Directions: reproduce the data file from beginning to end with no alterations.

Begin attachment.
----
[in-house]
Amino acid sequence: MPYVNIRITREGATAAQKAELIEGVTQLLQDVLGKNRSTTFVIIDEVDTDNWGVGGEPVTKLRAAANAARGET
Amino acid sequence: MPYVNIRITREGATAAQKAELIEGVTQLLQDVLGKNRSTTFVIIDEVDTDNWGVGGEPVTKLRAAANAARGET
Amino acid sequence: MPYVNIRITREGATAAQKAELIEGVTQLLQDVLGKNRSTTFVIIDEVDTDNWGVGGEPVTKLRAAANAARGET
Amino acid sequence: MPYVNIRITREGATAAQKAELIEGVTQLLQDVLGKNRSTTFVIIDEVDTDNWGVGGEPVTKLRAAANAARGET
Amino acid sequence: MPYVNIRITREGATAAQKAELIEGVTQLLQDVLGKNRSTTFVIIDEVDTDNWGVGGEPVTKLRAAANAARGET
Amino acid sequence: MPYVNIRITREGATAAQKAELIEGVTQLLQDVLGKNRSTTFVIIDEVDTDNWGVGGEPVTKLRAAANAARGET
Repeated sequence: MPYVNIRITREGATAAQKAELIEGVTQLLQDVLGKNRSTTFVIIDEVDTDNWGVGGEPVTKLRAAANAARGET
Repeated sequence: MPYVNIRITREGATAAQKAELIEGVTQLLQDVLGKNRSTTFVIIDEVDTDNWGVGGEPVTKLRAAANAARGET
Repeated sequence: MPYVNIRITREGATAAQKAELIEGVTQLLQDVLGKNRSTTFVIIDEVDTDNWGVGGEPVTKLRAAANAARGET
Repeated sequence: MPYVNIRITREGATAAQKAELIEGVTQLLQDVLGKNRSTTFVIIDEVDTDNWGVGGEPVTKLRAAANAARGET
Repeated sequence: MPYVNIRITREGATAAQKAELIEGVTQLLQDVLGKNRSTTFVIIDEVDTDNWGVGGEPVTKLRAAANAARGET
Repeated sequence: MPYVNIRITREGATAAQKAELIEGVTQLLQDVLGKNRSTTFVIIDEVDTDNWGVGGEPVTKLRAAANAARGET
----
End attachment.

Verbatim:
[in-house]
Amino acid sequence: MPYVNIRITREGATAAQKAELIEGVTQLLQDVLGKNRSTTFVIIDEVDTDNWGVGGEPVTKLRAAANAARGET
Amino acid sequence: MPYVNIRITREGATAAQKAELIEGVTQLLQDVLGKNRSTTFVIIDEVDTDNWGVGGEPVTKLRAAANAARGET
Amino acid sequence: MPYVNIRITREGATAAQKAELIEGVTQLLQDVLGKNRSTTFVIIDEVDTDNWGVGGEPVTKLRAAANAARGET
Amino acid sequence: MPYVNIRITREGATAAQKAELIEGVTQLLQDVLGKNRSTTFVIIDEVDTDNWGVGGEPVTKLRAAANAARGET
Amino acid sequence: MPYVNIRITREGATAAQKAELIEGVTQLLQDVLGKNRSTTFVIIDEVDTDNWGVGGEPVTKLRAAANAARGET
Amino acid sequence: MPYVNIRITREGATAAQKAELIEGVTQLLQDVLGKNRSTTFVIIDEVDTDNWGVGGEPVTKLRAAANAARGET
Repeated sequence: MPYVNIRITREGATAAQKAELIEGVTQLLQDVLGKNRSTTFVIIDEVDTDNWGVGGEPVTKLRAAANAARGET
Repeated sequence: MPYVNIRITREGATAAQKAELIEGVTQLLQDVLGKNRSTTFVIIDEVDTDNWGVGGEPVTKLRAAANAARGET
Repeated sequence: MPYVNIRITREGATAAQKAELIEGVTQLLQDVLGKNRSTTFVIIDEVDTDNWGVGGEPVTKLRAAANAARGET
Repeated sequence: MPYVNIRITREGATAAQKAELIEGVTQLLQDVLGKNRSTTFVIIDEVDTDNWGVGGEPVTKLRAAANAARGET
Repeated sequence: MPYVNIRITREGATAAQKAELIEGVTQLLQDVLGKNRSTTFVIIDEVDTDNWGVGGEPVTKLRAAANAARGET
Repeated sequence: MPYVNIRITREGATAAQKAELIEGVTQLLQDVLGKNRSTTFVIIDEVDTDNWGVGGEPVTKLRAAANAARGET